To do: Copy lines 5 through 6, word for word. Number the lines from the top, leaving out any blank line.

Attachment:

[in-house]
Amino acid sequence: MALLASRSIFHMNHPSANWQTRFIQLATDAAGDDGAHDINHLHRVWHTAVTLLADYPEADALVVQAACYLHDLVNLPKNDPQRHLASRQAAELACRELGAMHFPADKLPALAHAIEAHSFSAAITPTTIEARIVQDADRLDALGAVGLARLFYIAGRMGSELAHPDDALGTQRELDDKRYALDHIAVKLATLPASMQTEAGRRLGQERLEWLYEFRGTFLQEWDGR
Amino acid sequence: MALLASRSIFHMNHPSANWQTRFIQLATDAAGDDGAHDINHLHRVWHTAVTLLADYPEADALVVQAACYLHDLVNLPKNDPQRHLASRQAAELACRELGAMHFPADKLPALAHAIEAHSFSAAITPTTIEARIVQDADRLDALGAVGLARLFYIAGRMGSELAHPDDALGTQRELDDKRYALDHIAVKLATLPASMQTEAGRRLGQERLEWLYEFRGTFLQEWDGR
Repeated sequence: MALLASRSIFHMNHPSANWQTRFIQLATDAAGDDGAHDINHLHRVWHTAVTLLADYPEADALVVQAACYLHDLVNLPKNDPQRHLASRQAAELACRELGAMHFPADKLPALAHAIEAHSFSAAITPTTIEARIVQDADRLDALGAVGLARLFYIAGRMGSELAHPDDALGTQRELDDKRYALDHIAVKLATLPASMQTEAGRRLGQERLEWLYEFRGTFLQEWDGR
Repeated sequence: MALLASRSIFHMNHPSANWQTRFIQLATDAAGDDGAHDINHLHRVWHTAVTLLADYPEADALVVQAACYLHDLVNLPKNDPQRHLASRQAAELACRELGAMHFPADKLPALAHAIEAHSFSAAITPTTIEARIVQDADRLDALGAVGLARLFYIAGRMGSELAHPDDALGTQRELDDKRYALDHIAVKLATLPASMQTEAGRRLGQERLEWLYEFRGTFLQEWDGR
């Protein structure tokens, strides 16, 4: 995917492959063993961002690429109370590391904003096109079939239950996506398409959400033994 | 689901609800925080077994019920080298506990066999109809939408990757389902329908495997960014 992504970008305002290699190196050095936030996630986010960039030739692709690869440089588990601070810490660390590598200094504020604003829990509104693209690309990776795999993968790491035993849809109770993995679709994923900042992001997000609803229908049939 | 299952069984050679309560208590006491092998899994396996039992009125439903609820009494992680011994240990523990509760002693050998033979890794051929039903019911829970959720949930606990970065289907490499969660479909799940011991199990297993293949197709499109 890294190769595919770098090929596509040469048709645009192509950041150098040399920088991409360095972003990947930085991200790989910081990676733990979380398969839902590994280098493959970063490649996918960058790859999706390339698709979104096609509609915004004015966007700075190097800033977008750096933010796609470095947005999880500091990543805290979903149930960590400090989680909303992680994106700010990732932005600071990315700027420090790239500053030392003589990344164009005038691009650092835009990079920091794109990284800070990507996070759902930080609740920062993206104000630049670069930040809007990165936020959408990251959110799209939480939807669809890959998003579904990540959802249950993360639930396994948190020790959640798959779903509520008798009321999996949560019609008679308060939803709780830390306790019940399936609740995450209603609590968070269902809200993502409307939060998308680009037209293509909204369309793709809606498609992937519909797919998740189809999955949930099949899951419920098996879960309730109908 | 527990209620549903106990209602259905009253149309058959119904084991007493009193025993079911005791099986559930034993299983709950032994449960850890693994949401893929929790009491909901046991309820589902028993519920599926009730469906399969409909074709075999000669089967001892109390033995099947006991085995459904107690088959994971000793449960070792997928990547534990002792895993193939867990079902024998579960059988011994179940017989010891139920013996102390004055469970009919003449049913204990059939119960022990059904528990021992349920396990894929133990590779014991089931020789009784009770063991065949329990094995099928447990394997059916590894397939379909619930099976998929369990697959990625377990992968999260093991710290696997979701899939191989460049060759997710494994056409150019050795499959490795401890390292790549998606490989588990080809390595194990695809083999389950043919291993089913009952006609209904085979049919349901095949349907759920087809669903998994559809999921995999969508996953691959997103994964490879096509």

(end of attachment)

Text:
Repeated sequence: MALLASRSIFHMNHPSANWQTRFIQLATDAAGDDGAHDINHLHRVWHTAVTLLADYPEADALVVQAACYLHDLVNLPKNDPQRHLASRQAAELACRELGAMHFPADKLPALAHAIEAHSFSAAITPTTIEARIVQDADRLDALGAVGLARLFYIAGRMGSELAHPDDALGTQRELDDKRYALDHIAVKLATLPASMQTEAGRRLGQERLEWLYEFRGTFLQEWDGR
């Protein structure tokens, strides 16, 4: 995917492959063993961002690429109370590391904003096109079939239950996506398409959400033994 | 689901609800925080077994019920080298506990066999109809939408990757389902329908495997960014 992504970008305002290699190196050095936030996630986010960039030739692709690869440089588990601070810490660390590598200094504020604003829990509104693209690309990776795999993968790491035993849809109770993995679709994923900042992001997000609803229908049939 | 299952069984050679309560208590006491092998899994396996039992009125439903609820009494992680011994240990523990509760002693050998033979890794051929039903019911829970959720949930606990970065289907490499969660479909799940011991199990297993293949197709499109 890294190769595919770098090929596509040469048709645009192509950041150098040399920088991409360095972003990947930085991200790989910081990676733990979380398969839902590994280098493959970063490649996918960058790859999706390339698709979104096609509609915004004015966007700075190097800033977008750096933010796609470095947005999880500091990543805290979903149930960590400090989680909303992680994106700010990732932005600071990315700027420090790239500053030392003589990344164009005038691009650092835009990079920091794109990284800070990507996070759902930080609740920062993206104000630049670069930040809007990165936020959408990251959110799209939480939807669809890959998003579904990540959802249950993360639930396994948190020790959640798959779903509520008798009321999996949560019609008679308060939803709780830390306790019940399936609740995450209603609590968070269902809200993502409307939060998308680009037209293509909204369309793709809606498609992937519909797919998740189809999955949930099949899951419920098996879960309730109908 | 527990209620549903106990209602259905009253149309058959119904084991007493009193025993079911005791099986559930034993299983709950032994449960850890693994949401893929929790009491909901046991309820589902028993519920599926009730469906399969409909074709075999000669089967001892109390033995099947006991085995459904107690088959994971000793449960070792997928990547534990002792895993193939867990079902024998579960059988011994179940017989010891139920013996102390004055469970009919003449049913204990059939119960022990059904528990021992349920396990894929133990590779014991089931020789009784009770063991065949329990094995099928447990394997059916590894397939379909619930099976998929369990697959990625377990992968999260093991710290696997979701899939191989460049060759997710494994056409150019050795499959490795401890390292790549998606490989588990080809390595194990695809083999389950043919291993089913009952006609209904085979049919349901095949349907759920087809669903998994559809999921995999969508996953691959997103994964490879096509």